10 Things I’m Going to Miss about Living in Rochester, NY: 1-5
It’s been an emotional weekend.
Our friends, neighbors, and extended community threw us not one but two good-bye/sendoff parties on Sunday. One was a brunch in the morning and the other a dinner in the evening.
Hubby and I, as we saw friends file in bearing platters of fruit and food, agreed that we felt the love. But to hubby, who has already moved on, who is already living in Detroit and only coming “home” on weekends, the day was anti-climactic.
I asked, what was he expecting?
He said, finality. Closure.
But to many of us, maybe all of us, good-bye is too hard a word. So instead of hearing good-bye, when friends left the party they gave us a departing hug with the reassurance of “I know I’ll see you in the neighborhood before you go” or “I’m sure I’ll see you again before you take off.”
Maybe their claims are true and maybe they are not. But it’s easier to say than “when will we ever see each other again?” or “I’m going to miss you so much!” That stuff is for high school. For the end of camp. Not for a move in mid-life.
Between the morning good-bye brunch and the evening good-bye dinner, the new owners of our house stopped by for an hour-long visit.
The newly-minted home owners are a sweet couple who cannot be more than 30. The young woman held a 16-month infant boy with cherubic lips in her arms.
They told us how much they loved the old charm of the house and it’s “flow” for entertaining and living. They loved the basket-weave tile (original from 1929) in the bathrooms. She loved the shady backyard and the swing set that my dad and husband built for our kids.
Now I know who will be sleeping in “our” bedrooms when we leave. Now I know there will be a tiny boy sleeping in the room with the sailboat wallpaper, the pattern I picked out for my own little boy 13 years ago.
Outside of friends that have come into our life, there is Rochester itself. I’ll say it:
I am going to miss you, Rochester. A lot.
To all those friends from “downstate” New York Metro area (and that means you too, New Jersey girls and boys) who ever told me they would love to come up and visit me in Rochester, New York, your time has run out.
It’s too late babies, it’s too late.
Maybe the reality of moving has given me perspective on just how great a little city like Rochester can be. Maybe the coming move has finally made this Rochester transplant feel like a native.
Even though I will no longer be living here, a trip to Rochester in the summer, the fall, and yes, even the winter is totally worth it. Here are a few reasons why:
1. Wegmans –
My first twinges of separation anxiety about leaving the Rochester happened not in the company of friends, but in the produce, health food, and patisserie departments of the world’s greatest supermarket. Yes, Wegmans has elevated food shopping from a mundane chore to an art form. What other supermarket will employees approach you if you seem puzzled and proactively ask you “are you finding everything okay?” And if you cannot find that box of pre-cut Asian gourmet mushrooms, they will send out an APB throughout the store, and check their latest shipment, to make sure they get it for you. What other grocer has designated employees waiting for you in the parking lot with huge golf umbrellas, eager to help you put your groceries in your car in the rain, or who will help mothers with young children?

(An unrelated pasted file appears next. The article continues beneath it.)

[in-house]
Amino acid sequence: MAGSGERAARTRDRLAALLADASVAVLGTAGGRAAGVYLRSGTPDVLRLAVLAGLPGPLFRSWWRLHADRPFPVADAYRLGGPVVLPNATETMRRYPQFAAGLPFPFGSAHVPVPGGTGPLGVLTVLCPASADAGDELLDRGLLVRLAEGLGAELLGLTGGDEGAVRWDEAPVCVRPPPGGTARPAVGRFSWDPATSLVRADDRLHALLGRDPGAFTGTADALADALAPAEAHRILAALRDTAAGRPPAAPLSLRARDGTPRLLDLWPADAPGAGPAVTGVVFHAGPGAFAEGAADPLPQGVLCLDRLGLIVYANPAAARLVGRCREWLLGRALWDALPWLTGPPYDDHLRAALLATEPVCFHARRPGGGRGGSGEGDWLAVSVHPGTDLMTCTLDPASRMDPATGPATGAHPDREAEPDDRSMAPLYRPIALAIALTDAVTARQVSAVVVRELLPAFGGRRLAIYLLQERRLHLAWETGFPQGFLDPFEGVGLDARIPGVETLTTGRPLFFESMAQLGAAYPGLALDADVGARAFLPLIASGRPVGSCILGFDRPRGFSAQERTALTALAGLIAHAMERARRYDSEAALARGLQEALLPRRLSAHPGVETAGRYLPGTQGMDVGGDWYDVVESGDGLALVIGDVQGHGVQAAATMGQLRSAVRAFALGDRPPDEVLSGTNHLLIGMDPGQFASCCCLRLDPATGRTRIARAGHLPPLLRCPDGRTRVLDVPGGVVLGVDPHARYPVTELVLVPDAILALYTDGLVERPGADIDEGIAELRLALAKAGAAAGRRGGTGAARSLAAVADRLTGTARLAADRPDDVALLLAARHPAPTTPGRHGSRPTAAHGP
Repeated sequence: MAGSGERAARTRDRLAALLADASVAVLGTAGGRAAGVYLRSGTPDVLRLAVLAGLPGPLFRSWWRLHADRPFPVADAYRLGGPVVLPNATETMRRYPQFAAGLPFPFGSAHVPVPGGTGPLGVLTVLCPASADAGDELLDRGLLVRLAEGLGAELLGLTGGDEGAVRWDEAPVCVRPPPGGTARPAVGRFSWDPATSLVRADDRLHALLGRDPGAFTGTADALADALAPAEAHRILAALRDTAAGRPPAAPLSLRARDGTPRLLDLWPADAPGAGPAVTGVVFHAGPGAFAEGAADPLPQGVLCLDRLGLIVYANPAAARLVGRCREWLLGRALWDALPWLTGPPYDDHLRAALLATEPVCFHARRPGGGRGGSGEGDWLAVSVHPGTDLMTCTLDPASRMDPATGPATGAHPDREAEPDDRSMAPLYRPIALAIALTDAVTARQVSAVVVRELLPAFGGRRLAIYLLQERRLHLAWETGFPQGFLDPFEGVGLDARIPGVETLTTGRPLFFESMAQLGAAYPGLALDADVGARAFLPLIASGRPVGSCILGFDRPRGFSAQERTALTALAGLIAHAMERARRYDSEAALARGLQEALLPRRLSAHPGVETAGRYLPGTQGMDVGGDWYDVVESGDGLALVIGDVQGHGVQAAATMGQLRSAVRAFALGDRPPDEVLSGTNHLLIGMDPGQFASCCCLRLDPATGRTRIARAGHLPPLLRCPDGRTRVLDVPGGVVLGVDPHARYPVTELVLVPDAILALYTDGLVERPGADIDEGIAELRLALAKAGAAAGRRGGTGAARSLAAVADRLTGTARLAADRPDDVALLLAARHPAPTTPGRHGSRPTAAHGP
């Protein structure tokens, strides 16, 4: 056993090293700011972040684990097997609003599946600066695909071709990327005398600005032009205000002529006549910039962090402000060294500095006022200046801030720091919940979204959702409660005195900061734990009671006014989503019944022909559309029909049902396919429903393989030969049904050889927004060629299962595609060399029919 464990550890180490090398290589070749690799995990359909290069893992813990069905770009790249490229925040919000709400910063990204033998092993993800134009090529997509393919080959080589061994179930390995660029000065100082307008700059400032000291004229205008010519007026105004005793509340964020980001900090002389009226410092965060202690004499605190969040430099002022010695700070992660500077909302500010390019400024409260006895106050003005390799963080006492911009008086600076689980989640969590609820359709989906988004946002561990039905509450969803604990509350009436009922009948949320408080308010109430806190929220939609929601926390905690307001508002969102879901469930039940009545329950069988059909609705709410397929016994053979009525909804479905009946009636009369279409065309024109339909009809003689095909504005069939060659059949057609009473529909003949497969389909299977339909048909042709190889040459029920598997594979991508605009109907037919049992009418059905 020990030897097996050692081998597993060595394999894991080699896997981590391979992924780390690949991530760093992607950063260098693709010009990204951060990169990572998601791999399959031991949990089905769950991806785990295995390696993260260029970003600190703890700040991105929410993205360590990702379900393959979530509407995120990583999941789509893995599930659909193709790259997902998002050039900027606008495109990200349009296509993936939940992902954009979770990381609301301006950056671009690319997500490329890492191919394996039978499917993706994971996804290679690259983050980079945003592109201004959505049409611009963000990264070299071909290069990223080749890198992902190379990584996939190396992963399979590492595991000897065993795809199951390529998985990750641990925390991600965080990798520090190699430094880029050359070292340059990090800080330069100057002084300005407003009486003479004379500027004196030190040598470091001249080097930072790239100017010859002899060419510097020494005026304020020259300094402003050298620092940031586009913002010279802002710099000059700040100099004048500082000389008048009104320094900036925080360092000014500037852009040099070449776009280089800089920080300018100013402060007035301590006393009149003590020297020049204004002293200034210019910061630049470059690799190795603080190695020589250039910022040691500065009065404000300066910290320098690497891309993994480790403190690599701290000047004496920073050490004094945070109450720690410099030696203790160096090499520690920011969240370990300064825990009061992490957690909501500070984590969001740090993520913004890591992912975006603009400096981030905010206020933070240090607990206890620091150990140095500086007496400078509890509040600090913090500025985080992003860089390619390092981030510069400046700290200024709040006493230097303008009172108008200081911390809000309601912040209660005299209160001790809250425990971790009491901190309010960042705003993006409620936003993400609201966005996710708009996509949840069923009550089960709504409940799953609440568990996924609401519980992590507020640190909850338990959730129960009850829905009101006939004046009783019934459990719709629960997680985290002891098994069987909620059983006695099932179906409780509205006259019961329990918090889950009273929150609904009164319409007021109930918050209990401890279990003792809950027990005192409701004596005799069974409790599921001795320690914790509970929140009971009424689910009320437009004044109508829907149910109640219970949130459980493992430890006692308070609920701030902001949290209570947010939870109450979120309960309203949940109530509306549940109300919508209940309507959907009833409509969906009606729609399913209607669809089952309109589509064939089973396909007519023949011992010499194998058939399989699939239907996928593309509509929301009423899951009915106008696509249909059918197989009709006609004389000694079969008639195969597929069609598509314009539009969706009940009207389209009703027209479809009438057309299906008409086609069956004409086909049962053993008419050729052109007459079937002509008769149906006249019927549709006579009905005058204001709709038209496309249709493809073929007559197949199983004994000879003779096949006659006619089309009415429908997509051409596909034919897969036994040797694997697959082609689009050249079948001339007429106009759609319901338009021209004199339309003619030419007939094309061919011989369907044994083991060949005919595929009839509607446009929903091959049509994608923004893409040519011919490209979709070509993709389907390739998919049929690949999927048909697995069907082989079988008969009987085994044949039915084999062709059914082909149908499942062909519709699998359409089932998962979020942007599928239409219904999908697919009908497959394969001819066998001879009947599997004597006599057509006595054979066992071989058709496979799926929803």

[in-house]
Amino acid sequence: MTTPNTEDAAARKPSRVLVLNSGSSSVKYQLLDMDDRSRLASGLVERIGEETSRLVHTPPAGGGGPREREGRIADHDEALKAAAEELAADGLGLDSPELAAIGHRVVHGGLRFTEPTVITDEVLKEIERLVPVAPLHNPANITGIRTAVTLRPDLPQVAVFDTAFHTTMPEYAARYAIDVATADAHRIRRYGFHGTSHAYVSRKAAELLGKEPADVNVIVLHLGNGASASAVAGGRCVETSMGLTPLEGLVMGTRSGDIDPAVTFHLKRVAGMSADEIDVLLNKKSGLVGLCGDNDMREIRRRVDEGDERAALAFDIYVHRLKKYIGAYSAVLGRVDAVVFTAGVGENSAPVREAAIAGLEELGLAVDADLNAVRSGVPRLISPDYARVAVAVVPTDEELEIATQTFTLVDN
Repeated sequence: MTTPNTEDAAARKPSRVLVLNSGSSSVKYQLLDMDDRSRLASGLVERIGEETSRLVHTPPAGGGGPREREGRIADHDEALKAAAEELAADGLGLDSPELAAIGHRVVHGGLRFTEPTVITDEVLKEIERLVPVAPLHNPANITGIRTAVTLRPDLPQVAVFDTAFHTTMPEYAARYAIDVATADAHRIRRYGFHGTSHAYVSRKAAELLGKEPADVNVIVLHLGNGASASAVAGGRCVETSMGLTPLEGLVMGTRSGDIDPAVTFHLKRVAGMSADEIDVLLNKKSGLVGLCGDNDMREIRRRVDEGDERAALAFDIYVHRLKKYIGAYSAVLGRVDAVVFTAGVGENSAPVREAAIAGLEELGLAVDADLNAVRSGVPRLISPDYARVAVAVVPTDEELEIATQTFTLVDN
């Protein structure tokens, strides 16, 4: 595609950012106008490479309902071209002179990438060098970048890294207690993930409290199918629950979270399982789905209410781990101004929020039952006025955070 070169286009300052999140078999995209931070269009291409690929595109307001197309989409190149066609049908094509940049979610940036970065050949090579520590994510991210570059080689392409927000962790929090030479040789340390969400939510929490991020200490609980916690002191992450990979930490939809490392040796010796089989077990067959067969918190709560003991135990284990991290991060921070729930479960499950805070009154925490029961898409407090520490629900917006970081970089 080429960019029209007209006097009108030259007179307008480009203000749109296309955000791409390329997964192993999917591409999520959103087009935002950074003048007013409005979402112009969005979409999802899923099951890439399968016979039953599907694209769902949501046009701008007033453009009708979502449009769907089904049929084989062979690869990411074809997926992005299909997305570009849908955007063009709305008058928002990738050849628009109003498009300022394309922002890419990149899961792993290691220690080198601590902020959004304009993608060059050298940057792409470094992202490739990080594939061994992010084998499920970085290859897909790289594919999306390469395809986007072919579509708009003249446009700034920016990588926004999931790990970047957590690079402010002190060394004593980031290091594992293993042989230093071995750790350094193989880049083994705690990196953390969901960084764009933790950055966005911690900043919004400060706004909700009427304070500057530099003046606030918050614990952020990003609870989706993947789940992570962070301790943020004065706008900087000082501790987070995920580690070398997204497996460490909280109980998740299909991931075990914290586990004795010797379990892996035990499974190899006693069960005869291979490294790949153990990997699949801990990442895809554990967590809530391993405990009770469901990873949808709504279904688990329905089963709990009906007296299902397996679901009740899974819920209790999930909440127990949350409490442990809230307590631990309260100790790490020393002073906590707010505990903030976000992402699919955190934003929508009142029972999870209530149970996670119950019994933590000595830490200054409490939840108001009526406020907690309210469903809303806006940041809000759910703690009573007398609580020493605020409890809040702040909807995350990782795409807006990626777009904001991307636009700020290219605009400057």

Wegmans, you have spoiled me for life.
So, Michigan grocers, I give you my warning. If someone in your check-out line starts to cry or whimper because you didn’t give me a smile and a hello while you asked if I prefer my milk in a bag, or you didn’t bag all my frozen items together (or maybe you don’t bag customer groceries at all!), that will be me. And you’ll have to comfort me and give me a tissue because I am mourning and pining for my WEGMANS!
2 – Small size – On our first area tour of Rochester, our realtor drove us West on Monroe Avenue. In the immediate horizon stood three or four tallish buildings. “There’s our Rochester skyline!” she proudly boasted.
The big city New York City woman in the back seat covered her mouth supress a laugh. That’s a skyline? I’ll show you a skyline, she thought smugly, thinking of the imposing New York City skyline of her childhood.
But now, I so appreciate a city where it’s not a huge production to get into “the city.”
In 10 minutes, I can leave my house, find a parking spot on the street or in a $5 garage and be downtown. To take in a museum, a parade on Memorial Day or a film at The Little Theatre, meet a friend for lunch or coffee, or a concert at the Eastman Theatre.
In 10 minutes, my family and I can enjoy a night at Frontier Field, a stadium where I can let my kids roam free and on their own, and take in a Rochester Red Wings game.